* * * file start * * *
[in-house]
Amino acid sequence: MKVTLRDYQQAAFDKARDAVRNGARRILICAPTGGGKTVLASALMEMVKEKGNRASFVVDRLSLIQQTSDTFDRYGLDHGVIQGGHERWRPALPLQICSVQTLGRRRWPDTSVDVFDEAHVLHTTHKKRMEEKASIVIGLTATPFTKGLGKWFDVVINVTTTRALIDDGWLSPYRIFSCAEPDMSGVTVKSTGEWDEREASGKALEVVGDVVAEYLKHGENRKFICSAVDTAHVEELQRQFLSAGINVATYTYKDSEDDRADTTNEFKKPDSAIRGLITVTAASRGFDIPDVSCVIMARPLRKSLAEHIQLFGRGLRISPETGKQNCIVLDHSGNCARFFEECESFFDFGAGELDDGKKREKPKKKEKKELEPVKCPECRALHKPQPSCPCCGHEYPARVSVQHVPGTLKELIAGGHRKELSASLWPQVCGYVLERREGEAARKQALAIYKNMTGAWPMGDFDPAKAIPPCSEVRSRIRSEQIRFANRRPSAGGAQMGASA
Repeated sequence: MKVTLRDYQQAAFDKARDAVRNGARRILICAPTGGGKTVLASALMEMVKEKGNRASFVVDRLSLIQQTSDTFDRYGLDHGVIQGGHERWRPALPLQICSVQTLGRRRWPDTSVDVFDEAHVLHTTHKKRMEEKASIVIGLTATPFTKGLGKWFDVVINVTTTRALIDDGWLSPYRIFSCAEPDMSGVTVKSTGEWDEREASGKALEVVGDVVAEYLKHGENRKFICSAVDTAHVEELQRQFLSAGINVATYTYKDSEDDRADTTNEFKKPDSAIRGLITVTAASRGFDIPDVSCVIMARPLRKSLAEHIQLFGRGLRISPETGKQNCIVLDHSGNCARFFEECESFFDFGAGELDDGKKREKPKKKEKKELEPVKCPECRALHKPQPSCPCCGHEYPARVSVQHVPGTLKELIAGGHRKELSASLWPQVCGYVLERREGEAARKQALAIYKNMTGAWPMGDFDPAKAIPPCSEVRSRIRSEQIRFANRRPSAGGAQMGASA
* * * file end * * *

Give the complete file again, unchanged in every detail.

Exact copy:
[in-house]
Amino acid sequence: MKVTLRDYQQAAFDKARDAVRNGARRILICAPTGGGKTVLASALMEMVKEKGNRASFVVDRLSLIQQTSDTFDRYGLDHGVIQGGHERWRPALPLQICSVQTLGRRRWPDTSVDVFDEAHVLHTTHKKRMEEKASIVIGLTATPFTKGLGKWFDVVINVTTTRALIDDGWLSPYRIFSCAEPDMSGVTVKSTGEWDEREASGKALEVVGDVVAEYLKHGENRKFICSAVDTAHVEELQRQFLSAGINVATYTYKDSEDDRADTTNEFKKPDSAIRGLITVTAASRGFDIPDVSCVIMARPLRKSLAEHIQLFGRGLRISPETGKQNCIVLDHSGNCARFFEECESFFDFGAGELDDGKKREKPKKKEKKELEPVKCPECRALHKPQPSCPCCGHEYPARVSVQHVPGTLKELIAGGHRKELSASLWPQVCGYVLERREGEAARKQALAIYKNMTGAWPMGDFDPAKAIPPCSEVRSRIRSEQIRFANRRPSAGGAQMGASA
Repeated sequence: MKVTLRDYQQAAFDKARDAVRNGARRILICAPTGGGKTVLASALMEMVKEKGNRASFVVDRLSLIQQTSDTFDRYGLDHGVIQGGHERWRPALPLQICSVQTLGRRRWPDTSVDVFDEAHVLHTTHKKRMEEKASIVIGLTATPFTKGLGKWFDVVINVTTTRALIDDGWLSPYRIFSCAEPDMSGVTVKSTGEWDEREASGKALEVVGDVVAEYLKHGENRKFICSAVDTAHVEELQRQFLSAGINVATYTYKDSEDDRADTTNEFKKPDSAIRGLITVTAASRGFDIPDVSCVIMARPLRKSLAEHIQLFGRGLRISPETGKQNCIVLDHSGNCARFFEECESFFDFGAGELDDGKKREKPKKKEKKELEPVKCPECRALHKPQPSCPCCGHEYPARVSVQHVPGTLKELIAGGHRKELSASLWPQVCGYVLERREGEAARKQALAIYKNMTGAWPMGDFDPAKAIPPCSEVRSRIRSEQIRFANRRPSAGGAQMGASA